It was whilst listening to the Ghanaian rapper Sarkodie speaking in Twi, that the young Cameroonian decided to incorporate his mother tongue, Ngemba – the dialect spoken in Awing – into his art. Ngoma also raps in English and Pidgin English, a strong choice in a country where the majority of the population is French-speaking and where the English-speaking populations of the north west and south west often feel marginalised. A civil war springing from demands for secession and marked by military violence has been raging in these regions since the end of 2016. However, Ngoma has also been known to rap in French. Given the dominance of the language it’s something many English-speaking rappers feel pushed to do. “I don’t think it’s a problem because we are in a bilingual country and of course you have to do that to get the biggest audience to listen to your music. So, it’s very acceptable”. We can also hear Camfranglais on his tracks, a language born in Douala out of a mixture of French, English, Pidgin, various Cameroonian languages, and neologisms invented by young people.
Feeling through the paranoia
The lyrics on the EP’s tracks are charged with the emotional struggles Ngoma was going through during the whole creative process. He began writing in 2018, but in December he was nearly killed in a traffic accident. The experience has left him suffering from PTSD as well as severe paranoia concerning his career, money, relationships, and life in general. He admits that “I felt like nobody loved me, even my woman. I felt really lonely. I’m an introvert so I like to stay on my own”.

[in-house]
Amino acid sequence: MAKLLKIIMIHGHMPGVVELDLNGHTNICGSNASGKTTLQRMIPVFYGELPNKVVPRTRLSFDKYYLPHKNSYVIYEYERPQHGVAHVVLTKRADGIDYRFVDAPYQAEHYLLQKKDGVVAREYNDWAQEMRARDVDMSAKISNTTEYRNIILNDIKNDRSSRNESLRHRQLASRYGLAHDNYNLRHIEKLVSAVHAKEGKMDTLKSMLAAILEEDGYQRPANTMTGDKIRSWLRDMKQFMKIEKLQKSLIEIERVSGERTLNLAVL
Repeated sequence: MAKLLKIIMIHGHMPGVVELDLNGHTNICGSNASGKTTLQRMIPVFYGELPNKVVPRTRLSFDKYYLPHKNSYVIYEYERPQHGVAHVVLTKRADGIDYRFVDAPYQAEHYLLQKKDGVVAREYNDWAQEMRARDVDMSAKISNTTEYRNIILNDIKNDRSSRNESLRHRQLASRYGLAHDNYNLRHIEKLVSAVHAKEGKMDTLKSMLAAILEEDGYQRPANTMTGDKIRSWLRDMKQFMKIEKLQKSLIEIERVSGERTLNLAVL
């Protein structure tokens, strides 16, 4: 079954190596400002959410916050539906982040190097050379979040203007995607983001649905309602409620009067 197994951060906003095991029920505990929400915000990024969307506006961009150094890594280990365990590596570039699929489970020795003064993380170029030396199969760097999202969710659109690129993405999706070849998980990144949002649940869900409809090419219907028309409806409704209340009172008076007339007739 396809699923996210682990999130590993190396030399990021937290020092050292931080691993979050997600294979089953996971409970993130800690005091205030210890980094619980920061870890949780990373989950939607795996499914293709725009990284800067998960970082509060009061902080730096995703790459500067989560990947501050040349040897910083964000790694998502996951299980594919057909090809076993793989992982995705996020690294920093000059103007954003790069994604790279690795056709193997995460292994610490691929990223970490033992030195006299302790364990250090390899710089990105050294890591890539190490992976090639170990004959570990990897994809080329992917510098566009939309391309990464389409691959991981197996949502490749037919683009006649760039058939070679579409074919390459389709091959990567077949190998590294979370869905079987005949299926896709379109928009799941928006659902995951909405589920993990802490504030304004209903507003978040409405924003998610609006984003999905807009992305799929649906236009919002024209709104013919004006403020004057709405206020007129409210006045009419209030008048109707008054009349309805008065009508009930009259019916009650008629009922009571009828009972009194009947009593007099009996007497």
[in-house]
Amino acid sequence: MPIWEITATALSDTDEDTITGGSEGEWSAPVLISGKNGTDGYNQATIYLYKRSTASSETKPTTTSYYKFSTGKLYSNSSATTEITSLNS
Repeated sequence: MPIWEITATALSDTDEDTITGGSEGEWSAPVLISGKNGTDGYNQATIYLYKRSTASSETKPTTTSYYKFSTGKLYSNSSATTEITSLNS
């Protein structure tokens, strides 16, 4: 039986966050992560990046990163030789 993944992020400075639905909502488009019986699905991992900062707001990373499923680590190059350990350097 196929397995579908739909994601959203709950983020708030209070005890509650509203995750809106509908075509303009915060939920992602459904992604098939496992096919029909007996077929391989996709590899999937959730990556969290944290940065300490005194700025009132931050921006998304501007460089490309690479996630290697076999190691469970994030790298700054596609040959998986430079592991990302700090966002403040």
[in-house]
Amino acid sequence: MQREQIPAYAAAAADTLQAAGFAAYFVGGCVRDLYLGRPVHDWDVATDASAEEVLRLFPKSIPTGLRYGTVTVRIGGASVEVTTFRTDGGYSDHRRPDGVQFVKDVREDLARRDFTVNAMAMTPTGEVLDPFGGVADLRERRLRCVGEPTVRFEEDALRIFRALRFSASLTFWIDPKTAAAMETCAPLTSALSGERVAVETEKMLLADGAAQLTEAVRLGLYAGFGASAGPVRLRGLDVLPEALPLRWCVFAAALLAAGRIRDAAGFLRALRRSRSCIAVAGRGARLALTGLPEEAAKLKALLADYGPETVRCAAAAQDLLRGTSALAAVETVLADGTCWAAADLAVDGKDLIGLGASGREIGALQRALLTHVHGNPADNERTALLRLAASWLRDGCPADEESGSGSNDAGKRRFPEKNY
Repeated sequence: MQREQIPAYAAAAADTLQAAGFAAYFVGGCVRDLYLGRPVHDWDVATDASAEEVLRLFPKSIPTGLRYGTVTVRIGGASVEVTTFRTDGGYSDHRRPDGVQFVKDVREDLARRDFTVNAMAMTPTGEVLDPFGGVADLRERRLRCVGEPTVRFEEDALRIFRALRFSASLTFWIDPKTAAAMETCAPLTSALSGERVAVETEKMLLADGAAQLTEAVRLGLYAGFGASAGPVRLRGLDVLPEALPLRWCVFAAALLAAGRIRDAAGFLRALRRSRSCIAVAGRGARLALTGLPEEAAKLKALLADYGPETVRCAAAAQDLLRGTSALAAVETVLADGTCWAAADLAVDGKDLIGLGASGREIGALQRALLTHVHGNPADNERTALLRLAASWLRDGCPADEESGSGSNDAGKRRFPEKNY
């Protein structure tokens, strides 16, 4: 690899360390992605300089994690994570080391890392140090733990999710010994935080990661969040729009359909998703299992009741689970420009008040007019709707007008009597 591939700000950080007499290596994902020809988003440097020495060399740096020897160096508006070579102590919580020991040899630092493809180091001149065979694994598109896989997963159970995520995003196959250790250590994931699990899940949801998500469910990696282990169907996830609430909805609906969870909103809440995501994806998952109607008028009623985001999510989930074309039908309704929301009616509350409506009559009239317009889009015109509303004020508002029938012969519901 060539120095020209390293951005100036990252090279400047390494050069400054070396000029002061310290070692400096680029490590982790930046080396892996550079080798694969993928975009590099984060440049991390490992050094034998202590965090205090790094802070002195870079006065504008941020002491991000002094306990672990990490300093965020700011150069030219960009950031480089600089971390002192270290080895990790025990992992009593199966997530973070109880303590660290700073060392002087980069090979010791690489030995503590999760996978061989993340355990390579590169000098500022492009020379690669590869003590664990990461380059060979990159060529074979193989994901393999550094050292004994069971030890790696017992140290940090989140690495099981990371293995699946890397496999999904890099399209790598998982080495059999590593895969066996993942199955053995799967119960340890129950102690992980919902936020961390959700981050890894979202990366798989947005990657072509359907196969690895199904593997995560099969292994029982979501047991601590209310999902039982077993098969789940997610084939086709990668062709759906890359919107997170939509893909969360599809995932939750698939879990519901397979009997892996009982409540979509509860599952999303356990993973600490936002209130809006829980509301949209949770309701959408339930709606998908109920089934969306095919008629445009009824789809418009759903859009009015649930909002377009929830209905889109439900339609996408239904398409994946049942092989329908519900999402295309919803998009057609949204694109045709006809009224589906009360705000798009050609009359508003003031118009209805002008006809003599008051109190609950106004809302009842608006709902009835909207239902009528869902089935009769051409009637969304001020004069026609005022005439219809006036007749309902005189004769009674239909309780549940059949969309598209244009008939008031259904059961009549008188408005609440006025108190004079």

He expresses these feelings in “BAE” where he says he almost became a ghost, feeling the bone-chilling cold of a Chicago winter creeping inside him. In “Letterhead” he asks: “Do you love me, are you not here for the money?”. Fortunately, the producer Dijay-Karl joined him in Yaoundé and helped him to create and record his project: “My producer played a great role. I would say he is a very jovial person. He is one of the best human beings I have ever met. He understood my artistic creation”.
Thanks to his help, Ngoma finally found the formula he had been looking for since 2013, incorporating lots of singing in order to express his grief and paranoia. The result is a harmonious project, very well produced, luminous and deep, created by an artist who has finally